My Favourite Games of 2017: Day Five

It’s that time again. When we as a collective come together to write, read and argue about our favourite games of the year. Not wanting to break from tradition, I proudly present to you, my favourite games of 2017.

Now instead of boring you with a traditional list, I thought I’d ‘spice’ it up a little by writing a post about each game. Don’t worry, this won’t take long. I’m a busy man and let’s be honest, you guys have read enough about PUBG and why Hellblade is amaze-balls on this blog already.

 

Player Unknown’s Battlegrounds

 PC – PUBG Corp

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I think I’ve finally found my forever game. Yes, I’ve said this before with games like Rocket League, Destiny and Overwatch, but this time I think it’s going to stick. Because even after nearly 250 hours of this ugly, buggy and at times downright infuriating mess of a video game……I can’t stop playing.

PUBG isn’t the prettiest game. It’s far from the most feature complete and it certainly won’t win any awards for polish. However its core concept is so perfect in its execution that it doesn’t matter. It’s proof that above all else, gameplay wins through.

The idea is simple: 100 people jump out of a plane armed with nothing but pants. The last person alive wins. It’s so simple that I can’t believe it’s taken as long has it has done to truly take off outside of the occasional in-game mod.

As simple as it is, don’t be fooled for thinking it’s short on depth. Far from it. Solo play delivers a genuinely nerve-wracking experience that is unmatched in the competitive online space; it’s a horror game masquerading as a shooter, and whilst it’s not the first to try this type of thing, it’s certainly the most effective.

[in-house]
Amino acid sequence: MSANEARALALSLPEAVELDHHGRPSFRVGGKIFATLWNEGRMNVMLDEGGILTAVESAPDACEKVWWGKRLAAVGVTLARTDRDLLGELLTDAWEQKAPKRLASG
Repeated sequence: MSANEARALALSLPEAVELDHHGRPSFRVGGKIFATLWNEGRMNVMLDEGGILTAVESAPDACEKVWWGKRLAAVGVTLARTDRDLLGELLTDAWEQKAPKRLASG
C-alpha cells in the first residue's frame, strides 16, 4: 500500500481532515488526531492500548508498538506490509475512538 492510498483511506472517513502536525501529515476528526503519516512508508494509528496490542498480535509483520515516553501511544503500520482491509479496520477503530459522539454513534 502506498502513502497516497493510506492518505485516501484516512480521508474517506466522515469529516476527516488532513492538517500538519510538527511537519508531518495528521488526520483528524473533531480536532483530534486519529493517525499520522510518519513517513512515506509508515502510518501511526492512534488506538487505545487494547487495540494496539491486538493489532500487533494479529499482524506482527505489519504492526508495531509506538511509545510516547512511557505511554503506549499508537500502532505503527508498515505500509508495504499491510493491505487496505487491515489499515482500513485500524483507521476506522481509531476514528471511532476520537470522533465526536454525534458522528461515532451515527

Duo’s and Squads takes the game in a much different direction. Less tension inducing horror and more tactical squad combat. It’s a subtle difference but one that allows the game to offer two distinct types of play experiences without changing the games basic concept.

PUBG is going to change what online shooters are for the next decade. In much the same way that Modern Warfare changed how we play the FPS, Battlegrounds will surely have a similar effect on the games we’re playing over the next 8-10 years. And that’s a testament to just how utterly successful this game is at what it tries to do.

There will undoubtedly come ‘PUBG clones’. Many of them will look, run and feel better than Battlegrounds does, and I cannot wait for them. Because what PUBG gets right, it gets so right that I may never need to play another shooter again.

And so I’m pleased to say that not only is Player Unknown’s Battlegrounds my new ‘forever’ game, it’s also my favourite game of the year.

Surprise.

 

 

 

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My Favourite Games of 2017: Day Four

It’s that time again. When we as a collective come together to write, read and argue about our favourite games of the year. Not wanting to break from tradition, I proudly present to you, my favourite games of 2017.

Now instead of boring you with a traditional list, I thought I’d ‘spice’ it up a little by writing a post about each game. Don’t worry, this won’t take long. I’m a busy man and let’s be honest, you guys have read enough about PUBG and why Hellblade is amaze-balls on this blog already.

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Hellblade: Senua’s Sacrifice